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Daisy Boman

View All Art Works By Daisy Boman
Growing up in the 1980s the only tiny, pale brown-coloured characters we recall are TV’s Morph and his mate, Chad; who used to regularly appear on the BBC’s Take Hart programme which was aimed at encouraging kids to take up art. Which some of us duly did. Now we’re not entirely sure if this tea-time favourite made it over the airwaves and across the English Channel to Belgium’s shores, but if it did then there’s an outside chance that leading contemporary figurative sculpture artist, Daisy Boman might well be aware of their presence. But then Boman’s affectionately called, ‘Bo-Men’ aren’t crudely manufactured from Plasticine, as were the aforementioned duo. Plus the sort of anarchic message engendered by Morph and Chad wasn’t exactly what Boman’s creations convey to be perfectly honest. So as intros go, this isn’t that relevant. But now we’ve got your attention, let’s tell you all about Boman and her stunningly sculptured art. And let’s begin in reverse order with her Bo-Men, before we back pedal a bit.
The unquestionably defining feature of Boman’s presence and reputation as a contemporary sculpture artist must be her pocket-sized, faceless figures, hand-crafted from clay by Boman herself, which defy characterisation and act, quite literally/visually, as individual blank canvases. And therein sporting no differentiating identities or personalities to be pre-judged on. During the creation process each figure is said to acquire unique cracks or marks of exposure that subsequently goes some way to imply and to some extent, represent, the burden that each of us carries in our own lives at times. Yet despite their intended anonymity they are all unified and march under the one flag as it were. As Boman strives to raise the issue that race and creed shouldn’t stand in anyone’s way, she best illustrates this by leaving the Bo-Men the one, colourless hue.
Again, their allegiance to one another and complete lack of obvious, superficial differentials are highlighted by the fact that all the Bo-Men possess square blockheads, devoid of any facial features. The squareheads further embellish the propositioning of these creations as each and every one being products of the same original mould, and that as members of the one society we should all live as one in harmony. They ask that they/we are seen for what they/we are, as opposed to who they/we are, ultimately proving that we aren’t as isolated as we sometimes think we are.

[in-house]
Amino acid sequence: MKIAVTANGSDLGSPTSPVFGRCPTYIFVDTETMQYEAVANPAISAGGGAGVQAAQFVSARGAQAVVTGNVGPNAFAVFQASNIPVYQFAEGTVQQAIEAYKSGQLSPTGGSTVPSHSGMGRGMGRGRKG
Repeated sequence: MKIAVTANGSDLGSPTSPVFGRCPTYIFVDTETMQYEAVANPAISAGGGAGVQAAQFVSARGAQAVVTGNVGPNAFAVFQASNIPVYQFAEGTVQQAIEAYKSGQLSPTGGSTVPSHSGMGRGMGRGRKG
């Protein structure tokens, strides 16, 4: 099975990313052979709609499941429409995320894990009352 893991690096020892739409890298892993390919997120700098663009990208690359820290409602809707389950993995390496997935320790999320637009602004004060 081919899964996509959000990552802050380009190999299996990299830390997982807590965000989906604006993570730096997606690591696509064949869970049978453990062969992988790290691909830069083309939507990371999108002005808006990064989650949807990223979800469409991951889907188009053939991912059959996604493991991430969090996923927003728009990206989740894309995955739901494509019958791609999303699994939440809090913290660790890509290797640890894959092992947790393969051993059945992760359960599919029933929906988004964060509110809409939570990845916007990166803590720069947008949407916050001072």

First imagined and then cast in a variety of poses, be it sitting, standing, cheering, helping, watching, jeering or offering support, the Bo-Men can be alternatively and conversely observed as either helping or indeed, hindering one another when set in their habitual group situations. Their actions are deemed to be on the one hand, positive and on the other, negative, reflecting humanity’s perspective itself. If there’s one common thread and recurrent theme which Boman aims to make the centrepiece and ideological mantra of every composition, then it’s that her figures are perceived to be moving upwards; aiming for a common goal or purpose. As the Bo-Men traverse the surface on which they exist, they seemingly propel forward and upward whilst performing tasks within the limitations of the picture plane. With minimalistic obstacles to overcome, or alternatively ladders, ropes and metal posts to assist their ascent or descent, they constantly work with one another to get where they’re going, no matter what’s put before them.
Anyway, that’s more than enough waffle about the Bo-Men, and instead let’s turn our attentions to the best-selling and hugely popular contemporary sculptor herself. Boman was born and raised in the Flemish part of Belgium, not far from one of the diamond trading capitals of the world, Antwerp. Throughout her childhood, she was rarely seen without a pencil or paintbrush clutched in her hand and paper at the ready, and courtesy of constant encouragement and nurturing Boman’s fledgling artistry flourished at the famous Sissa School in Antwerp where she was given the opportunity to study a wide range of techniques and media. And when the time came, Boman followed her schooling up by winning a place at the country’s Academy of Fine Arts in Mol, where she chose to study both interior design and photography. Once Boman had got to grips with these skills, she went on to experiment with ceramics, and quickly became enraptured by the almost limitless possibilities this new medium presented the creative individual.
After she left the higher educational environment, and as she pressed on with her pursuit of a career as a professional artist and sculptor, Boman got married, and in 1981 the couple upped Belgium sticks and moved to South Africa after her husband was offered an exciting architectural opportunity he just couldn’t turn down, based in Johannesburg. Far from the relocation stopping Boman’s artistic dreams in its tracks, the reverse happened as she went from strength to strength and constructed an enviable reputation for her first noted works. While in South Africa Boman’s sculptured craft was selected on several occasions for showcasing at the National Ceramic Exhibition, as her work and concepts behind her work became increasingly shaped by the social fabric and culture of the country in which she now lived, and moreover the characteristics and reactions to a people enduring Apartheid.
After five years spent in South Africa, Boman returned to Belgium in 1986 and her first exhibition in Antwerp, 12 months on was clearly influenced by her African experiences. Since then Boman has successfully exhibited in her native Belgium, South Africa, France and elsewhere, while most recently she’s chosen to artistically interpret her personal views on the uprising in Egypt in her second exhibition, entitled ‘Encounter’, which featured some 20 new pieces.